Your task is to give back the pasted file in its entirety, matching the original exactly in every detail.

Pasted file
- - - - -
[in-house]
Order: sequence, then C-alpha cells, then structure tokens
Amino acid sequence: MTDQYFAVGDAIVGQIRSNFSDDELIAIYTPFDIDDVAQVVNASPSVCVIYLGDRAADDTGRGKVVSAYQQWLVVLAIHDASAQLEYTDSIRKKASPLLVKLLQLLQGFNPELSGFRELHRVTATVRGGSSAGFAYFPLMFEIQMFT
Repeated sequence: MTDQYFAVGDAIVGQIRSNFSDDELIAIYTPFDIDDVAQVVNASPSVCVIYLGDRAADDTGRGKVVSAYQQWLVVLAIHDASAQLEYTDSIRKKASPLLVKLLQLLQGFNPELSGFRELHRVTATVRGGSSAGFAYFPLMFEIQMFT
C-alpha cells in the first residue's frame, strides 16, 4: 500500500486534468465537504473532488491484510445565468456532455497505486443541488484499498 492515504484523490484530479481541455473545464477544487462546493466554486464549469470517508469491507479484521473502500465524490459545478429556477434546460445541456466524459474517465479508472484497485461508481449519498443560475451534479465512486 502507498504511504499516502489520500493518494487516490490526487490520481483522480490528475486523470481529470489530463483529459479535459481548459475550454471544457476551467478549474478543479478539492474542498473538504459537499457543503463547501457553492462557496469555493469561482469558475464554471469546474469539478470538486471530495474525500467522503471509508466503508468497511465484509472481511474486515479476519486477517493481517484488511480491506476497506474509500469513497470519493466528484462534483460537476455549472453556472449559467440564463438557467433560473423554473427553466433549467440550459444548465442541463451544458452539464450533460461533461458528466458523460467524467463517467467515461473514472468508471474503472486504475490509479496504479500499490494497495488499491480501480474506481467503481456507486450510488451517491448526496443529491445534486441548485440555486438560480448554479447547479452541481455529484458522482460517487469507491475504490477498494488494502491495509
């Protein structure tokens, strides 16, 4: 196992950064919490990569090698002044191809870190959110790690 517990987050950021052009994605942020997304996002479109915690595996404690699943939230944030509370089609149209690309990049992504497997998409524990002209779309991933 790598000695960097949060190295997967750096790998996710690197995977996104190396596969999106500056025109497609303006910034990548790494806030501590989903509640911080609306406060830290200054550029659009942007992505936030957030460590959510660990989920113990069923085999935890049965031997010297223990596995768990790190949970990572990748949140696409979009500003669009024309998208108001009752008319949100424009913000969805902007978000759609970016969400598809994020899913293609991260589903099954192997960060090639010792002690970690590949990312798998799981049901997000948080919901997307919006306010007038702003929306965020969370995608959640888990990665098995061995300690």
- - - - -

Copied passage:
[in-house]
Order: sequence, then C-alpha cells, then structure tokens
Amino acid sequence: MTDQYFAVGDAIVGQIRSNFSDDELIAIYTPFDIDDVAQVVNASPSVCVIYLGDRAADDTGRGKVVSAYQQWLVVLAIHDASAQLEYTDSIRKKASPLLVKLLQLLQGFNPELSGFRELHRVTATVRGGSSAGFAYFPLMFEIQMFT
Repeated sequence: MTDQYFAVGDAIVGQIRSNFSDDELIAIYTPFDIDDVAQVVNASPSVCVIYLGDRAADDTGRGKVVSAYQQWLVVLAIHDASAQLEYTDSIRKKASPLLVKLLQLLQGFNPELSGFRELHRVTATVRGGSSAGFAYFPLMFEIQMFT
C-alpha cells in the first residue's frame, strides 16, 4: 500500500486534468465537504473532488491484510445565468456532455497505486443541488484499498 492515504484523490484530479481541455473545464477544487462546493466554486464549469470517508469491507479484521473502500465524490459545478429556477434546460445541456466524459474517465479508472484497485461508481449519498443560475451534479465512486 502507498504511504499516502489520500493518494487516490490526487490520481483522480490528475486523470481529470489530463483529459479535459481548459475550454471544457476551467478549474478543479478539492474542498473538504459537499457543503463547501457553492462557496469555493469561482469558475464554471469546474469539478470538486471530495474525500467522503471509508466503508468497511465484509472481511474486515479476519486477517493481517484488511480491506476497506474509500469513497470519493466528484462534483460537476455549472453556472449559467440564463438557467433560473423554473427553466433549467440550459444548465442541463451544458452539464450533460461533461458528466458523460467524467463517467467515461473514472468508471474503472486504475490509479496504479500499490494497495488499491480501480474506481467503481456507486450510488451517491448526496443529491445534486441548485440555486438560480448554479447547479452541481455529484458522482460517487469507491475504490477498494488494502491495509
């Protein structure tokens, strides 16, 4: 196992950064919490990569090698002044191809870190959110790690 517990987050950021052009994605942020997304996002479109915690595996404690699943939230944030509370089609149209690309990049992504497997998409524990002209779309991933 790598000695960097949060190295997967750096790998996710690197995977996104190396596969999106500056025109497609303006910034990548790494806030501590989903509640911080609306406060830290200054550029659009942007992505936030957030460590959510660990989920113990069923085999935890049965031997010297223990596995768990790190949970990572990748949140696409979009500003669009024309998208108001009752008319949100424009913000969805902007978000759609970016969400598809994020899913293609991260589903099954192997960060090639010792002690970690590949990312798998799981049901997000948080919901997307919006306010007038702003929306965020969370995608959640888990990665098995061995300690």